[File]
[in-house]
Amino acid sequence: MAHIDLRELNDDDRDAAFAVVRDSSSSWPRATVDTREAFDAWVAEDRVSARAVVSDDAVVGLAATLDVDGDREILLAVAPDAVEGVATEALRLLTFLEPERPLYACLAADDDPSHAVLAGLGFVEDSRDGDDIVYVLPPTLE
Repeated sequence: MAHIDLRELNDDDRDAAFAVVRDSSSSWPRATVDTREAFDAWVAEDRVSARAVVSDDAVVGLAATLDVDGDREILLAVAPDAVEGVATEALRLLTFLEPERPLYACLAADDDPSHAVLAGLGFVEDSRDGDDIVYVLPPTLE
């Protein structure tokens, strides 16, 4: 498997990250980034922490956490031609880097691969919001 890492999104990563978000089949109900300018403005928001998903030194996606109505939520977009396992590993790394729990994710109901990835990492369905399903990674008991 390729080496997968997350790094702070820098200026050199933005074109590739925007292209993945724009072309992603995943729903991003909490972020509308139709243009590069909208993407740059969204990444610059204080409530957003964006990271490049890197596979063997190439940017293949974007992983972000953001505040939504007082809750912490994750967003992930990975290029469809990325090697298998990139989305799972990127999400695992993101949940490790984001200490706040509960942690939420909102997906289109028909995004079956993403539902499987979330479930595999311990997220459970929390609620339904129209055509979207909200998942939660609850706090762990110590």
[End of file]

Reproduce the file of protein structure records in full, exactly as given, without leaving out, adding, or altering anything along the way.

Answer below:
[in-house]
Amino acid sequence: MAHIDLRELNDDDRDAAFAVVRDSSSSWPRATVDTREAFDAWVAEDRVSARAVVSDDAVVGLAATLDVDGDREILLAVAPDAVEGVATEALRLLTFLEPERPLYACLAADDDPSHAVLAGLGFVEDSRDGDDIVYVLPPTLE
Repeated sequence: MAHIDLRELNDDDRDAAFAVVRDSSSSWPRATVDTREAFDAWVAEDRVSARAVVSDDAVVGLAATLDVDGDREILLAVAPDAVEGVATEALRLLTFLEPERPLYACLAADDDPSHAVLAGLGFVEDSRDGDDIVYVLPPTLE
């Protein structure tokens, strides 16, 4: 498997990250980034922490956490031609880097691969919001 890492999104990563978000089949109900300018403005928001998903030194996606109505939520977009396992590993790394729990994710109901990835990492369905399903990674008991 390729080496997968997350790094702070820098200026050199933005074109590739925007292209993945724009072309992603995943729903991003909490972020509308139709243009590069909208993407740059969204990444610059204080409530957003964006990271490049890197596979063997190439940017293949974007992983972000953001505040939504007082809750912490994750967003992930990975290029469809990325090697298998990139989305799972990127999400695992993101949940490790984001200490706040509960942690939420909102997906289109028909995004079956993403539902499987979330479930595999311990997220459970929390609620339904129209055509979207909200998942939660609850706090762990110590």